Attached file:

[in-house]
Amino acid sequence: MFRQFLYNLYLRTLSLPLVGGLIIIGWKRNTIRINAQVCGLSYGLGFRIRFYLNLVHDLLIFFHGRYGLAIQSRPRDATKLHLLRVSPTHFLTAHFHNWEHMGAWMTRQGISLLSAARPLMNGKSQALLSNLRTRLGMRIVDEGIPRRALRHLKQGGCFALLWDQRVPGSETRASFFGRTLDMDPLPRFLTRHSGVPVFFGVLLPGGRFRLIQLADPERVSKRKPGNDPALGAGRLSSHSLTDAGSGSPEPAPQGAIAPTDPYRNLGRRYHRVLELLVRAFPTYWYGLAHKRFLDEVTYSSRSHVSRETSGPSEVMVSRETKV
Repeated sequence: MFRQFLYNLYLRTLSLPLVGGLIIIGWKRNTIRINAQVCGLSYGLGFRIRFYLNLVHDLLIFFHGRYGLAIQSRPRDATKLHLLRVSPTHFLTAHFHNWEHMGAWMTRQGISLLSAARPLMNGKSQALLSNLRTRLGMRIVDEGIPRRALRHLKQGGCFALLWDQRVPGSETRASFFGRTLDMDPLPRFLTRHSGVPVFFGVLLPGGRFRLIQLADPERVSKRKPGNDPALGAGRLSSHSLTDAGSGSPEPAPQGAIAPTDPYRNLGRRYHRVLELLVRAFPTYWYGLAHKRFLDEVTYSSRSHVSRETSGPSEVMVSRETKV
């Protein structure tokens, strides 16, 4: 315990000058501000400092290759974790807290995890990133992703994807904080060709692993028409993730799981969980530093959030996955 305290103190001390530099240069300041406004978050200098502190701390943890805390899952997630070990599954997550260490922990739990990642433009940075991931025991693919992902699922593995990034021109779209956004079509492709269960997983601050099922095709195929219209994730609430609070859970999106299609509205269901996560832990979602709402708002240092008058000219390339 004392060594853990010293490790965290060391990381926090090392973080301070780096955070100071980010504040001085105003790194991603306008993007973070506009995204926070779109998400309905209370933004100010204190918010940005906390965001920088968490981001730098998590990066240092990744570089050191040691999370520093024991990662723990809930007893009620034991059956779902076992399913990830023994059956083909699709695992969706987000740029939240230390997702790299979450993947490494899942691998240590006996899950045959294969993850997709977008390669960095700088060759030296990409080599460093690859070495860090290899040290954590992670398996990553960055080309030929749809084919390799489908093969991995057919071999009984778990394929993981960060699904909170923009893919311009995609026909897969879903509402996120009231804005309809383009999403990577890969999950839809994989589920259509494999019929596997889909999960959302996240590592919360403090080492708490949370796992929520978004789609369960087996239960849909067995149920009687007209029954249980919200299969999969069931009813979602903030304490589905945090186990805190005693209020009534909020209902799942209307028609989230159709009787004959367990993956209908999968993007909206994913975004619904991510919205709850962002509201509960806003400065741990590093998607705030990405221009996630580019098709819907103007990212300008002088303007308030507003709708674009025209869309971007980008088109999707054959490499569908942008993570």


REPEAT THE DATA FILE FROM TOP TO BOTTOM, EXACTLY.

[in-house]
Amino acid sequence: MFRQFLYNLYLRTLSLPLVGGLIIIGWKRNTIRINAQVCGLSYGLGFRIRFYLNLVHDLLIFFHGRYGLAIQSRPRDATKLHLLRVSPTHFLTAHFHNWEHMGAWMTRQGISLLSAARPLMNGKSQALLSNLRTRLGMRIVDEGIPRRALRHLKQGGCFALLWDQRVPGSETRASFFGRTLDMDPLPRFLTRHSGVPVFFGVLLPGGRFRLIQLADPERVSKRKPGNDPALGAGRLSSHSLTDAGSGSPEPAPQGAIAPTDPYRNLGRRYHRVLELLVRAFPTYWYGLAHKRFLDEVTYSSRSHVSRETSGPSEVMVSRETKV
Repeated sequence: MFRQFLYNLYLRTLSLPLVGGLIIIGWKRNTIRINAQVCGLSYGLGFRIRFYLNLVHDLLIFFHGRYGLAIQSRPRDATKLHLLRVSPTHFLTAHFHNWEHMGAWMTRQGISLLSAARPLMNGKSQALLSNLRTRLGMRIVDEGIPRRALRHLKQGGCFALLWDQRVPGSETRASFFGRTLDMDPLPRFLTRHSGVPVFFGVLLPGGRFRLIQLADPERVSKRKPGNDPALGAGRLSSHSLTDAGSGSPEPAPQGAIAPTDPYRNLGRRYHRVLELLVRAFPTYWYGLAHKRFLDEVTYSSRSHVSRETSGPSEVMVSRETKV
């Protein structure tokens, strides 16, 4: 315990000058501000400092290759974790807290995890990133992703994807904080060709692993028409993730799981969980530093959030996955 305290103190001390530099240069300041406004978050200098502190701390943890805390899952997630070990599954997550260490922990739990990642433009940075991931025991693919992902699922593995990034021109779209956004079509492709269960997983601050099922095709195929219209994730609430609070859970999106299609509205269901996560832990979602709402708002240092008058000219390339 004392060594853990010293490790965290060391990381926090090392973080301070780096955070100071980010504040001085105003790194991603306008993007973070506009995204926070779109998400309905209370933004100010204190918010940005906390965001920088968490981001730098998590990066240092990744570089050191040691999370520093024991990662723990809930007893009620034991059956779902076992399913990830023994059956083909699709695992969706987000740029939240230390997702790299979450993947490494899942691998240590006996899950045959294969993850997709977008390669960095700088060759030296990409080599460093690859070495860090290899040290954590992670398996990553960055080309030929749809084919390799489908093969991995057919071999009984778990394929993981960060699904909170923009893919311009995609026909897969879903509402996120009231804005309809383009999403990577890969999950839809994989589920259509494999019929596997889909999960959302996240590592919360403090080492708490949370796992929520978004789609369960087996239960849909067995149920009687007209029954249980919200299969999969069931009813979602903030304490589905945090186990805190005693209020009534909020209902799942209307028609989230159709009787004959367990993956209908999968993007909206994913975004619904991510919205709850962002509201509960806003400065741990590093998607705030990405221009996630580019098709819907103007990212300008002088303007308030507003709708674009025209869309971007980008088109999707054959490499569908942008993570």